Oak Development Technologies has unveiled another board built around Raspberry Pi's incredibly popular RP2040 microcontroller: the compact, castellated, surface-mountable Cast-Away RP2040.
“Cast your project fears away with the Cast-Away RP2040, a small and easy to use RP2040 dev board designed to take your project to the beach,” writes Oak's Seth Kerr of his latest board design. “This board uses the popular Raspberry Pi RP2040, a dual-core Arm Cortex-M0+ microcontroller.”
The Cast-Away RP2040 packs most of the power of a Raspberry Pi Pico into a tiny footprint – and manages some upgrades, too. (📷: Oak Development Technologies)
The core of the Cast-Away RP2040 is, as Kerr notes, the Raspberry Pi RP2040 – the same microcontroller, the first product of Raspberry Pi's in-house application-specific integrated circuit (ASIC) design time, as drives the Raspberry Pi Pico. As with the Raspberry Pi Pico there's 2MB of off-chip flash memory alongside 264kB of static RAM (SRAM) on the microcontroller.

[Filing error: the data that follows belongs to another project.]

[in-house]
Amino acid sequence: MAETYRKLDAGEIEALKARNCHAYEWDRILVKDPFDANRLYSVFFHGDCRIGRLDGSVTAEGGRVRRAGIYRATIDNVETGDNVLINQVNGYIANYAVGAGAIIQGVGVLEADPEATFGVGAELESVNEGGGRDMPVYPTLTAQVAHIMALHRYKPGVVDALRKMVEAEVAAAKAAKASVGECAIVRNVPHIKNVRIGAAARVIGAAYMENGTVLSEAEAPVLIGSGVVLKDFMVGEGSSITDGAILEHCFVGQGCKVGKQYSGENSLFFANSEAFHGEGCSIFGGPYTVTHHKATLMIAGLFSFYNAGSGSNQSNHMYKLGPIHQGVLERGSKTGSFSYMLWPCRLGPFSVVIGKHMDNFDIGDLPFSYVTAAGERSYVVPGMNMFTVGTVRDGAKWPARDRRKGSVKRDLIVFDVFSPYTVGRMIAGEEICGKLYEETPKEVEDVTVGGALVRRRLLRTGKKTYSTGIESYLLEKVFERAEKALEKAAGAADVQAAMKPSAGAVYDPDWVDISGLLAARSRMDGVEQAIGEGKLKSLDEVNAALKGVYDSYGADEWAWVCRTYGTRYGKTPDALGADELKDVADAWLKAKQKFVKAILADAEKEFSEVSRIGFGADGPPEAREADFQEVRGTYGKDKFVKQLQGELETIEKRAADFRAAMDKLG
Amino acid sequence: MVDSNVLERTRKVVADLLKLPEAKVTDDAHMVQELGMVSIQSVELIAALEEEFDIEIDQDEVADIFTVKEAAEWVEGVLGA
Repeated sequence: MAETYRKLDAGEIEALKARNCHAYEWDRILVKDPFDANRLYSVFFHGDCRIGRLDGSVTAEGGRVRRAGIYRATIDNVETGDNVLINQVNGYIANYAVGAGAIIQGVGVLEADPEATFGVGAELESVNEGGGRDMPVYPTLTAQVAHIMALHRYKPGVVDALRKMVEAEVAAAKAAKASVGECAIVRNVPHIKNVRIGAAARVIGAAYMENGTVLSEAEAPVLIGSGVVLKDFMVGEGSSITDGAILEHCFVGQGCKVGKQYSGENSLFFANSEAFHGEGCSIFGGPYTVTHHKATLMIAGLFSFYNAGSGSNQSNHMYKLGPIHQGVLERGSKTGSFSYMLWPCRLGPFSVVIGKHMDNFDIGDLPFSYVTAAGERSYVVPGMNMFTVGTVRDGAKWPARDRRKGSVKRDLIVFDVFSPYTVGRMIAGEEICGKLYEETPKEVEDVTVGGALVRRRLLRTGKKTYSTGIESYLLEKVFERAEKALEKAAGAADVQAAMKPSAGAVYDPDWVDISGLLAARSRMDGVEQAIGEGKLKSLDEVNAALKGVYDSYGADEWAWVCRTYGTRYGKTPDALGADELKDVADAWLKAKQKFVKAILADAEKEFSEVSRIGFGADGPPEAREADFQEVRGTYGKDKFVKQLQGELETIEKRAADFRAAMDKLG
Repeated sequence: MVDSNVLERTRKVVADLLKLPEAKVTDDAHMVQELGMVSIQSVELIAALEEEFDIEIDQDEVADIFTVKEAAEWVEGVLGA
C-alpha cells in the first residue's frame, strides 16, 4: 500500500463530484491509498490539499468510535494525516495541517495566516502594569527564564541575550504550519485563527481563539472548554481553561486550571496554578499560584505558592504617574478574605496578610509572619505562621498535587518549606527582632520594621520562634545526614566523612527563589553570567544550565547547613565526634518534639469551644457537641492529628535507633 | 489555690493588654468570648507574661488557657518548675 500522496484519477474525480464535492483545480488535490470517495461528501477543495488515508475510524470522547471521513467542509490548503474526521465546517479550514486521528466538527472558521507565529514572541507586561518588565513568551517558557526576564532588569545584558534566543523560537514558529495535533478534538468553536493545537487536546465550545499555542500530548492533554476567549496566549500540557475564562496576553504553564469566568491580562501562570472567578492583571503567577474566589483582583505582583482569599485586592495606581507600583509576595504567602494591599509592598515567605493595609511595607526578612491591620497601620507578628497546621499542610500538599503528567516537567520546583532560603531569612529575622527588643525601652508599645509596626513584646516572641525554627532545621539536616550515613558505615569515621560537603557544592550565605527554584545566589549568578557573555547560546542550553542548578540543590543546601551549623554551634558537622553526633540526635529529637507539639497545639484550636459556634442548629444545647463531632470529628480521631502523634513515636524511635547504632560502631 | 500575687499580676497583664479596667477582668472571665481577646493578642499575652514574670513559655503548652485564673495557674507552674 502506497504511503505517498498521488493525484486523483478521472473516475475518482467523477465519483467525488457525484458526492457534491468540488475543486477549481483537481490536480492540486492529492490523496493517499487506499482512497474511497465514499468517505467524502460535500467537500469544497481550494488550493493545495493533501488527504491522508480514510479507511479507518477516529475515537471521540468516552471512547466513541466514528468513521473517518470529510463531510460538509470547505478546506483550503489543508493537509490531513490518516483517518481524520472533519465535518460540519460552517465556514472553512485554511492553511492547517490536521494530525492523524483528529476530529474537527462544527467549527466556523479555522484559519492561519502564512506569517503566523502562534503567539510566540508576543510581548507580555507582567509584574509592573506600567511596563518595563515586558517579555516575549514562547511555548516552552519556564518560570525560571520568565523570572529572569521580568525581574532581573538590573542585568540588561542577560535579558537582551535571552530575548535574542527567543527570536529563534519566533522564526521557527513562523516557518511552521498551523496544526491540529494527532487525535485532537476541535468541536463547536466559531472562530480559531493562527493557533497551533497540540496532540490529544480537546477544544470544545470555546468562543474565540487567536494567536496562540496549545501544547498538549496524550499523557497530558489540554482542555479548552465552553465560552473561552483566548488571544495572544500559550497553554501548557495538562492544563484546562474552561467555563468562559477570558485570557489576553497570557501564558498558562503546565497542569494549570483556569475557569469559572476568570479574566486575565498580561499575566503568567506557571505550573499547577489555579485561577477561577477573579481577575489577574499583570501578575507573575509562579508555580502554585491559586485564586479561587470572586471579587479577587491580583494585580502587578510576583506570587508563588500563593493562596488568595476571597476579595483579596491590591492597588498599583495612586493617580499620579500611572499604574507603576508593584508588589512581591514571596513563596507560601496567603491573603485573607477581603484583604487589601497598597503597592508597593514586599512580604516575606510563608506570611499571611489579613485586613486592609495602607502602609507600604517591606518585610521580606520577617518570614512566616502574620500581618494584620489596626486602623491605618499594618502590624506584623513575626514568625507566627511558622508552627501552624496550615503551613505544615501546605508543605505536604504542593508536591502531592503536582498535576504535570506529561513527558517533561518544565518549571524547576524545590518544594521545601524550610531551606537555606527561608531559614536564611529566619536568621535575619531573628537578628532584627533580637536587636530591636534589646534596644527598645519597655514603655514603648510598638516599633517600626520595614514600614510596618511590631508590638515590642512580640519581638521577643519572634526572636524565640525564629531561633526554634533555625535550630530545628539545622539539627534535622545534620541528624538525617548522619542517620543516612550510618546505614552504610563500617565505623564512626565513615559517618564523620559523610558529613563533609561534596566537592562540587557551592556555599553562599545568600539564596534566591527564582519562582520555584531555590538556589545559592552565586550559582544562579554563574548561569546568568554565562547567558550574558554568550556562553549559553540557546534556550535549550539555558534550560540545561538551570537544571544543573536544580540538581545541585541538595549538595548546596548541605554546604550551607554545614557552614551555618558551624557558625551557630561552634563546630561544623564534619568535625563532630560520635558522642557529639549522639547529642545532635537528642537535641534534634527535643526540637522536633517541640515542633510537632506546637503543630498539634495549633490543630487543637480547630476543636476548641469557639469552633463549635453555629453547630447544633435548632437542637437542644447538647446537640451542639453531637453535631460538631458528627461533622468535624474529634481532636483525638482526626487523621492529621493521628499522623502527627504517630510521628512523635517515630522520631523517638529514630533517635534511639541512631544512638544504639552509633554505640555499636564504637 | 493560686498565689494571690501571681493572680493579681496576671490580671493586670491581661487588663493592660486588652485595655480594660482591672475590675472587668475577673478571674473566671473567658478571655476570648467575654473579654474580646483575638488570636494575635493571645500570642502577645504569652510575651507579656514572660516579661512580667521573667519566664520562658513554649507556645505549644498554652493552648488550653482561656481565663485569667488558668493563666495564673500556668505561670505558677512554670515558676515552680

To this, Kerr has added a USB Type-C connector — an upgrade on the micro-USB found on the Raspberry Pi Pico — and a NeoPixel-compatible SK6812mini addressable RGB (aRGB) LED. There are physical boot and reset buttons located at the corners of the board, and the design has components on the top side only — making it suitable, in combination with the castellated GPIO headers, for surface mounting.
The Cast-Away RP2040 includes 15 GPIO pins, but six are inaccessible if you're using a breadboard. (📷: Oak Development Technologies)
Given its considerably smaller dimensions, though, the Cast-Away RP2040 can't match the larger Raspberry Pi Pico for connectivity: 15 of the RP2040's GPIO pins are brought out to physical headers, including three analog pins, but only nine of these are accessible when the board is mounted on a breadboard. The 3.3V pin offers 500mA output for driving external devices, and there's support for drawing up to 3A at 5.5V from the VUSB pin when paired with a suitable USB Type-C power supply.
Kerr has released Eagle design files for the board under the permissive MIT license on his GitHub repository, while pre-assembled boards have been listed on the Oak Development Technologies Tindie store at $5.50 — but, at the time of writing, were listed as out-of-stock.